So whenever possible put on your hiking shoes and walk ON the grass. Not on level paved surfaces.
Flat, level surfaces are the reason a lot of us have foot/ankle and hip problems.
Failing access to unpaved, uneven walking surfaces, one of those wobble boards is a good idea. The key to training is not to built huge dumb muscles but to train the proprioception so that the muscles and joint structures can respond to ankle movement/stress and keep it dynamically stable and in the correct position whilst walking/running/jumping etc.
At kickboxing we draw a circle on the floor (3' diameter) and play "tag the opponents shoulder" by sidestepping left or right around the circle. This is an amazing workout for ankle stability among other things. Be careful if you try it, limit your "tag games" to 2 minute rounds or you may fatigue and injure your ankles etc.
Also, if warranted, get a Chiro/Physio etc to check your posture. Things like an anterior pelvic tilt can cause medial rotation of the tibia and poor biomechanics at the ankle and subtalar joints (not to mention fallen arches, sore kness etc) – it's all connected.
Failing all this learn how to stirrup tape your ankle – only do this when necessary of course or your ankle will never get trained.
(This is not medical advice, just a heads up on some possible issues).
Hope it helps.May 17, 2007 at 5:19 pm #1389552
@robertm2sLocale: Lake Tahoe
I recently found a dirt road that helps to strengthen my ankles because it severely tilts as it cuts across a hill. Going up trains one set of side-to-side ankle muscles and tendons, going down trains the other set. Adding in the tilt related to the tire tracks allows a number of different side tilt options. This is also a good testing ground for shoes. For my particular feet, Salomon Pros do the best at not flipping over sideways. It is also good training for French style cramponing, which strives to keep all the points (except the front points) in the snow at all times. This is more secure than edging the crampon like a ski, and less tiring than front-pointing.May 29, 2007 at 10:22 am #1390562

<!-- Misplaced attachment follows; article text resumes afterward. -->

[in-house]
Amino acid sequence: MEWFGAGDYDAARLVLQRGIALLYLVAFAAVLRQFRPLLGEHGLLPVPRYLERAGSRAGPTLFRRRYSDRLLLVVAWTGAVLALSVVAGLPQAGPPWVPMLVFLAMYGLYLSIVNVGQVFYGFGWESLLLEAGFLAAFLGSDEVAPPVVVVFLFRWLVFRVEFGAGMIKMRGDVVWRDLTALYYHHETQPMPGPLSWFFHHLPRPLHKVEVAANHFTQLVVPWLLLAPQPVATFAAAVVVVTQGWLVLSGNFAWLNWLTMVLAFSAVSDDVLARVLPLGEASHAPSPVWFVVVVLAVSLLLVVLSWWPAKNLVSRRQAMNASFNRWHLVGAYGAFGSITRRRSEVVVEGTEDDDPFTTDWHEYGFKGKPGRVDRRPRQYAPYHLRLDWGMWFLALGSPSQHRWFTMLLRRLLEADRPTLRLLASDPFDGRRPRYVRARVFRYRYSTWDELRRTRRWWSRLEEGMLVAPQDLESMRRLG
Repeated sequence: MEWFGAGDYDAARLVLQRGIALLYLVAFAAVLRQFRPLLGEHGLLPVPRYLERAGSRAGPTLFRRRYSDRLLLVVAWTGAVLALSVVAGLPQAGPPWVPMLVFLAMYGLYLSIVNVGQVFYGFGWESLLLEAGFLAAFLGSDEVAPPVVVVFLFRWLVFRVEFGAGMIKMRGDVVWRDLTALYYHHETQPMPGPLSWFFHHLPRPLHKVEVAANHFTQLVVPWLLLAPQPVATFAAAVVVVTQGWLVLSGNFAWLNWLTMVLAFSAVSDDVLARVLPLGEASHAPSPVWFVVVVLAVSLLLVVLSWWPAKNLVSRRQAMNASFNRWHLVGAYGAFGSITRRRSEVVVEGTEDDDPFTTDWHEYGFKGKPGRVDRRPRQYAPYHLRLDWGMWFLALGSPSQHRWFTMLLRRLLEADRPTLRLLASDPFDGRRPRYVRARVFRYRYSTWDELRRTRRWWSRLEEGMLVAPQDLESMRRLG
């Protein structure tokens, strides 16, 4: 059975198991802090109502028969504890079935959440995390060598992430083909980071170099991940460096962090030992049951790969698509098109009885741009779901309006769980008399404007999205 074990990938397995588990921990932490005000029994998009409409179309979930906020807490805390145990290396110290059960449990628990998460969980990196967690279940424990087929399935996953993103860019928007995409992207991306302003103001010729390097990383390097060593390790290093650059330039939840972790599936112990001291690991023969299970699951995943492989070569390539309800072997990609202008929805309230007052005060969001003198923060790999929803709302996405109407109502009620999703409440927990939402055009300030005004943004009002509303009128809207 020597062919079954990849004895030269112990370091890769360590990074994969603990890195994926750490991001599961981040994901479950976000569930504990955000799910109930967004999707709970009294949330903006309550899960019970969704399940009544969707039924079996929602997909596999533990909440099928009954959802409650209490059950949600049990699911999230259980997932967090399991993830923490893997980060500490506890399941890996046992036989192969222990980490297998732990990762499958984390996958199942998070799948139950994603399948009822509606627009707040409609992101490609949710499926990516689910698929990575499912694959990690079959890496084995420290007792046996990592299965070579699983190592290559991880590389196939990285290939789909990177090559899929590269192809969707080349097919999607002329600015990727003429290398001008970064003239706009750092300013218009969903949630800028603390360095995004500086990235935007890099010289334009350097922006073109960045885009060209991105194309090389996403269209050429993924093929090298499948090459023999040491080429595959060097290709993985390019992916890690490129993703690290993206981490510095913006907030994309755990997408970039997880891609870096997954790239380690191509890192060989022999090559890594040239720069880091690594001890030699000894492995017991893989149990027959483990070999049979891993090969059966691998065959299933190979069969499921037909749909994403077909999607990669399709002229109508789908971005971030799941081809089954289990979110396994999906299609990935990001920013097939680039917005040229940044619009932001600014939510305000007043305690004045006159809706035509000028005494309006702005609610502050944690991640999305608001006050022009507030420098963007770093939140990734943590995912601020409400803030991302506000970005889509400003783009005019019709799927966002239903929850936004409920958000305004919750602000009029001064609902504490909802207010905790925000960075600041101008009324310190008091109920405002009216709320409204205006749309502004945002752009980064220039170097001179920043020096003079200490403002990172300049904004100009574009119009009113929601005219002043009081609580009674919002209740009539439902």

@chadnscLocale: Duluth, Minnesota
I recently rolled an ankle and spoke with a very experienced and well respected sports medicinal doctor about the problem. I told him I was going to get a wobble board to help strengthen my ankles and limit the chance of re injuring them.
The doc said don't waste your time or money. He recommended I simply stand on one foot with my eyes closed for one minute. When I could do that without having to grab something to keep me upright I should place a pillow under my foot and try standing on it for a minute with my eyes closed.
This is harder than it looks! Standing on one foot for a minute is pretty easy but once I closed my eyes I had to struggle to stay up for 15 seconds!
I should note that when standing on one foot keep the un weighted leg off to the side and don't brace it against your balancing leg. Also keep close to a wall so you can grab it to keep from falling over.
I've only been doing for a few weeks and have noticed improvements in my ankle stability.
Good luck with your ankle!